The COVID-19 pandemic has significantly impacted the way Canadians work, with offices closing due to public health measures. However, the future of office space remains uncertain. Statistics Canada shows that the percentage of Canadians working mainly from home has fallen from 40% in April 2020 to about 20% in November last year. This is still a significant increase from the 7% who worked from home prior to the pandemic. 

The commercial market is also experiencing a decline, with downtown office vacancy rates in Toronto reaching a new record high at the end of 2023. CBRE Group reported that 17.4% of downtown offices were vacant in the city, with the vacancy rate across Canadian cities increasing to 19.4% in Q4. Despite optimism for the commercial mortgage market in 2024, office space is expected to see “major pain” in the 12 months ahead.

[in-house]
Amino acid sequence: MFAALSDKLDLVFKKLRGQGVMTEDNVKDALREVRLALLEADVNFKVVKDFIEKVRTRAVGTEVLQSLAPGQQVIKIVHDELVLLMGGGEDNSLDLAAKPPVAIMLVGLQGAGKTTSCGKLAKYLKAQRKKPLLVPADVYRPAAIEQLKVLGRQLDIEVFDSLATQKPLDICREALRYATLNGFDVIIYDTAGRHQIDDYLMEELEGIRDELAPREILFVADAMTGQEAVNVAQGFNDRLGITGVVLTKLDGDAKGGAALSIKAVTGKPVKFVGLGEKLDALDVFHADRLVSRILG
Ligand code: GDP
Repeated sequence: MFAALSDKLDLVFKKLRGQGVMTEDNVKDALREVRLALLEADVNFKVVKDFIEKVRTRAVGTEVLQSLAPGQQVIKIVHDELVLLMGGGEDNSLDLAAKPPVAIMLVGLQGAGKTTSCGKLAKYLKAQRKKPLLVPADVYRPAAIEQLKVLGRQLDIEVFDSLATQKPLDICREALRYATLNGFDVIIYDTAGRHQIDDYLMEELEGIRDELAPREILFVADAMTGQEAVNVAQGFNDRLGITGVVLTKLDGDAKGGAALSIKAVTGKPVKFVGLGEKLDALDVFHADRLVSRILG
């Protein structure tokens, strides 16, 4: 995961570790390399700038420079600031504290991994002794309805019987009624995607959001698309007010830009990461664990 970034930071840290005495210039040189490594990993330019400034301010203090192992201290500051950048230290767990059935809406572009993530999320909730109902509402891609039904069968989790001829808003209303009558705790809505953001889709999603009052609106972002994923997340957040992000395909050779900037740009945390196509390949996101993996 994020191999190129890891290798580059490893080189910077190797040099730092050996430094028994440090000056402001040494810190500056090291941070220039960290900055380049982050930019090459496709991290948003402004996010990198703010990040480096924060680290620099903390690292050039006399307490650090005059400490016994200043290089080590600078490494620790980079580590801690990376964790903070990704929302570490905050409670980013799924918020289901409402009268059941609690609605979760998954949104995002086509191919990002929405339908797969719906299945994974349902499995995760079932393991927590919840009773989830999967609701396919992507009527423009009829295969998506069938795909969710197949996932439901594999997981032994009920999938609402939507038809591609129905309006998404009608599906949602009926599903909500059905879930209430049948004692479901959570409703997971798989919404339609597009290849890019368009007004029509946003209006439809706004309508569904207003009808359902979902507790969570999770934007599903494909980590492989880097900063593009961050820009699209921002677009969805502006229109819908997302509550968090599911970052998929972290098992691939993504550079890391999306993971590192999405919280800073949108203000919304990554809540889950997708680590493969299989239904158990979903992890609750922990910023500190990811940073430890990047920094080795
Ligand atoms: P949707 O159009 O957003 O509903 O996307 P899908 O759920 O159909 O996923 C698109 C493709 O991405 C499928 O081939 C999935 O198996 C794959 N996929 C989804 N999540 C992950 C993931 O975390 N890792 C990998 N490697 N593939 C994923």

Michel Durand, president and CEO of MCommercial, said that the professional environments of old no longer sufficed, and that a different office environment is needed to keep employees wanting to return.

Expectations for Modern Office Spaces Are Changing

New office builds are set to come to market with radically different designs from older models, causing a shift from cramped, generic office spaces to more modern, open-plan designs. This transition will take time and be difficult to finance, but it is necessary for the office sector to evolve. 

Alexander Durand, head underwriter and commercial mortgage agent at MCommercial, believes that the adjustment towards these new build types may bring further pain for office space. While discussions in 2023 focused on converting offices to residential space to address the housing inventory crisis in Canada, borrowers and lenders are seeing that this is difficult due to the differences in floorplates and the cost of change. The new builds are expected to bring back the office sector to a more comfortable offering for lenders.

Source: CMP